During Weise's Army service, she received many awards and citations. These included the Southwest Pacific Theater medal, the Philippine Presidential Unit Citation, the Asian Pacific Theater Medal, New Guinea battle stars, the Philippine Liberation Medal, a victory medal and good-conduct medal. When the war ended and WACs were quickly sent back to the United States, a point system determined who would go home first. Weise had accumulated 40 points by the end of the hostilities in the Pacific, not enough to be considered for immediate rotation. However, with the points she received for her battle stars, her total was enough to get her home before Christmas.
Weise vividly recalls the details of the euphoric landing in San Francisco Thanksgiving Day 1945. Hardly anybody had slept.
"We WACs were right up at the prow as we steamed under the Golden Gate Bridge just as the sun came up," she said. "As we came into the harbor, all the ships in port saluted us with their whistles, we had a ferry boat with a band play us into dock, and the fireboats lifted sprays of water. When we docked, we WACs, along with the American prisoners of war we had picked up in Yokohama, were debarked first. As the WACs came down the gangplank, the GIs still on the ship cheered. What a homecoming! The dock was simply a sea of families, and we got kissed and hugged as we got off. It didn't matter a bit they were not our parents; if we weren't their kids, we were somebody's."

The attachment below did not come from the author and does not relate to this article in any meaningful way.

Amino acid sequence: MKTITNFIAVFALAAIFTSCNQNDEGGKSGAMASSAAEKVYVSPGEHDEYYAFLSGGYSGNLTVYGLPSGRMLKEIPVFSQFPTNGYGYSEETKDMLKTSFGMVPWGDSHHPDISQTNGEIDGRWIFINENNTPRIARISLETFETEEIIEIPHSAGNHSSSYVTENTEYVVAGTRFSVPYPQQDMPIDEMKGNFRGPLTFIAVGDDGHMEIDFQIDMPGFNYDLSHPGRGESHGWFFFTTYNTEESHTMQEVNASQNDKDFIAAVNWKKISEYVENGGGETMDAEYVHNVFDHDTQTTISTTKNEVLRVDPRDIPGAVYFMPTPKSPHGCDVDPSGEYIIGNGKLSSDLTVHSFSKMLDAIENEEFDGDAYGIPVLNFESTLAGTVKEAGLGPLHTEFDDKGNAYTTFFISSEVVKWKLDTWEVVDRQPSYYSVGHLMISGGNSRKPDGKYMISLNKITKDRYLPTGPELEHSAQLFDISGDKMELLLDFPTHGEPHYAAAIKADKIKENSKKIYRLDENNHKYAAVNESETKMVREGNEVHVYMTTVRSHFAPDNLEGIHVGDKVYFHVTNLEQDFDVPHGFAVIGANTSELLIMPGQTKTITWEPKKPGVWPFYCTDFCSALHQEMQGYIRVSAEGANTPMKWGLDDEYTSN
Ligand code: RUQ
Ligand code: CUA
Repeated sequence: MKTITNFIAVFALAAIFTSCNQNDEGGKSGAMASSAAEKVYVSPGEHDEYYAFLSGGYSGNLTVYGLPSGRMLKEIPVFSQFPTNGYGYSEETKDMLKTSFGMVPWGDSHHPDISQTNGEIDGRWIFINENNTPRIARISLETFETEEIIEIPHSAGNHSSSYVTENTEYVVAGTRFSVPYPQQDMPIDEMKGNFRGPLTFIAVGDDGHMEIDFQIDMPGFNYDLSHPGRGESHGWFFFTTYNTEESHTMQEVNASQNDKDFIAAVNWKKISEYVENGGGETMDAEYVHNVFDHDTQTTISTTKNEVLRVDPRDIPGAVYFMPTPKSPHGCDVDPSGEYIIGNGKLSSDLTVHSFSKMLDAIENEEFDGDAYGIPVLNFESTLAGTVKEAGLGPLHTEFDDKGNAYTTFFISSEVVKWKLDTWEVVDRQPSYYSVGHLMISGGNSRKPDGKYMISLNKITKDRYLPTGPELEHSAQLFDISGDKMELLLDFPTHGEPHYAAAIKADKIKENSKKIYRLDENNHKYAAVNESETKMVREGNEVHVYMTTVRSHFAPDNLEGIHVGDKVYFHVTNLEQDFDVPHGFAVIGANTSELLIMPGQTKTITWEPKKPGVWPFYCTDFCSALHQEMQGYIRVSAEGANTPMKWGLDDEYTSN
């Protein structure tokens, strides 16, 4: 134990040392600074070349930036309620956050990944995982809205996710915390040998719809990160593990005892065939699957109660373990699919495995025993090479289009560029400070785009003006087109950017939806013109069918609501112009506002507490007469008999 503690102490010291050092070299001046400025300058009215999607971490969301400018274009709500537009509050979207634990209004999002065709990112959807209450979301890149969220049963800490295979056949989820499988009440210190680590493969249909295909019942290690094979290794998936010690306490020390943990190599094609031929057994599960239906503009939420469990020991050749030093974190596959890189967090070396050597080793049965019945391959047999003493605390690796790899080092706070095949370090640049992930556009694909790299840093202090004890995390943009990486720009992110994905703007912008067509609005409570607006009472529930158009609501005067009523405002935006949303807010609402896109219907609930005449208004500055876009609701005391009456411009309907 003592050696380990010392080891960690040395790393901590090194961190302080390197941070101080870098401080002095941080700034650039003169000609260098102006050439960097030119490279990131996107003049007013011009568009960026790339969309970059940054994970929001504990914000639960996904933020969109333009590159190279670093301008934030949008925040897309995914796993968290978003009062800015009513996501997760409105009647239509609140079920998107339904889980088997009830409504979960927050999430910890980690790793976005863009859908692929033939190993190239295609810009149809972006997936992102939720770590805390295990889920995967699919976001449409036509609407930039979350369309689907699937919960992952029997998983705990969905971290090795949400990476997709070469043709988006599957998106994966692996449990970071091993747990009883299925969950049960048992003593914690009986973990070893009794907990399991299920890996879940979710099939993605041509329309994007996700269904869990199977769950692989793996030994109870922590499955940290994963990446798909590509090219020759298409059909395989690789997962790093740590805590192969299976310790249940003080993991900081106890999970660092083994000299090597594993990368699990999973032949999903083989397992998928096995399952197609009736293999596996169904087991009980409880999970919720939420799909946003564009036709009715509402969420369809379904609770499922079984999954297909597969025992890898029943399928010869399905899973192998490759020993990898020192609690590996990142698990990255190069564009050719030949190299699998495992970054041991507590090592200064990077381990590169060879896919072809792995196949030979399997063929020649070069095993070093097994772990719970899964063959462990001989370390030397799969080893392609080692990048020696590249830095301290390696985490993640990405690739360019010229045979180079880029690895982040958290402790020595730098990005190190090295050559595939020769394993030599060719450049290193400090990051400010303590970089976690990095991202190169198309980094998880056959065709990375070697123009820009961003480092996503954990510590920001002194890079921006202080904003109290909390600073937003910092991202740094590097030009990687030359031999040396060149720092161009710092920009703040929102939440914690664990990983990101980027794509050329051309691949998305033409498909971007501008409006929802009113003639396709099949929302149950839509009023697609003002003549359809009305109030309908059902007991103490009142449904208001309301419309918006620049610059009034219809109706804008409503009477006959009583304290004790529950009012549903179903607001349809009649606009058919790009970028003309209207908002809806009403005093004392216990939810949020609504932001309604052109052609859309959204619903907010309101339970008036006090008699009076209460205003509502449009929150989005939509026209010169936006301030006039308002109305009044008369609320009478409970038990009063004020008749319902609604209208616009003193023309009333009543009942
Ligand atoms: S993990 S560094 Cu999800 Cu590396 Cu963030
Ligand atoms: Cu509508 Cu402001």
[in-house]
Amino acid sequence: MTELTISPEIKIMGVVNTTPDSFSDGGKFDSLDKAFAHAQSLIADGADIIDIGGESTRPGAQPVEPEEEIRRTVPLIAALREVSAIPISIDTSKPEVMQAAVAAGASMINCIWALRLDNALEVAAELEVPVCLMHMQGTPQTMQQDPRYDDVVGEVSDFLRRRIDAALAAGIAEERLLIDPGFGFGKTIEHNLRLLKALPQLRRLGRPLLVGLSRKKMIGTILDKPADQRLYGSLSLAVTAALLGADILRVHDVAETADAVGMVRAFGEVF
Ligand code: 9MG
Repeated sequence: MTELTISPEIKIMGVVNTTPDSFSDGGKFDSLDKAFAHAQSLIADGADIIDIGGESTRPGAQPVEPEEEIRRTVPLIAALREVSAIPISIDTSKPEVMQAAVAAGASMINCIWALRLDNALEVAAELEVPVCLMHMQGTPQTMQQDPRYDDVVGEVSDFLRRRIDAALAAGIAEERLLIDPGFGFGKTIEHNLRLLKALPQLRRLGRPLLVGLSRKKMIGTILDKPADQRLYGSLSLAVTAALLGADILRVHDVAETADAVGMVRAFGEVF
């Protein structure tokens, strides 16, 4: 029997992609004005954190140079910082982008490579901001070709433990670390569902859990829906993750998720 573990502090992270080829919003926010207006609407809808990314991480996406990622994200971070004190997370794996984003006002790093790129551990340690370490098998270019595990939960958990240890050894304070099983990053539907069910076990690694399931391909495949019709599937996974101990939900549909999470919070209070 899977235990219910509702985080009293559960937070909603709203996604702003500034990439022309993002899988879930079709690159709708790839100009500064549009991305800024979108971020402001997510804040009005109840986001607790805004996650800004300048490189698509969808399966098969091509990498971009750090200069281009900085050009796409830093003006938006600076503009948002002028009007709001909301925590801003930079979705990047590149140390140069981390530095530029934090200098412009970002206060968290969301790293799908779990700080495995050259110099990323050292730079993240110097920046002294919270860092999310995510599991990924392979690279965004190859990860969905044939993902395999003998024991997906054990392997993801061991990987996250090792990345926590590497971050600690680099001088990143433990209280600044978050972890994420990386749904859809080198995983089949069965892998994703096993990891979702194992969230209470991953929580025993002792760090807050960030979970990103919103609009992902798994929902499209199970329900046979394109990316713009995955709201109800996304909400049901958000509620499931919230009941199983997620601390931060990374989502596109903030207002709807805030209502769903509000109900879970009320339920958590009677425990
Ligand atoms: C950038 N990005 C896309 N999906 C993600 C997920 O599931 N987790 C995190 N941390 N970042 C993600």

After 22 months of active military service, Weise received her honorable discharge Dec. 6, 1945. In January 1946, she started college at Washington University in St. Louis, Mo., and carried a double major in political science and economics. She used her GI bill to go to school, but with such a short Army service her entitlements didn't last long.
Out of school, but not yet graduated, Weise moved to New York and worked for a number of years. At first she couldn't find a job because most places refused to hire women veterans. It was considered bad if veterans even discussed the war.
With money she saved, Weise returned to Washington University and completed her bachelor's degree in 1968. Between moving and raising a family, she was in and out of school. By 1975, Weise had completed her work on her master's in communications and doctorate in humanities from Syracuse University, N.Y., eventually becoming director of New York's state university system's equal opportunity office.
Today Weise, 73, lives in Keeling, Va.
Ms. Nix, a history major at Augusta College, served a summer internship in the U.S. Army Signal Center and Fort Gordon command historian's office.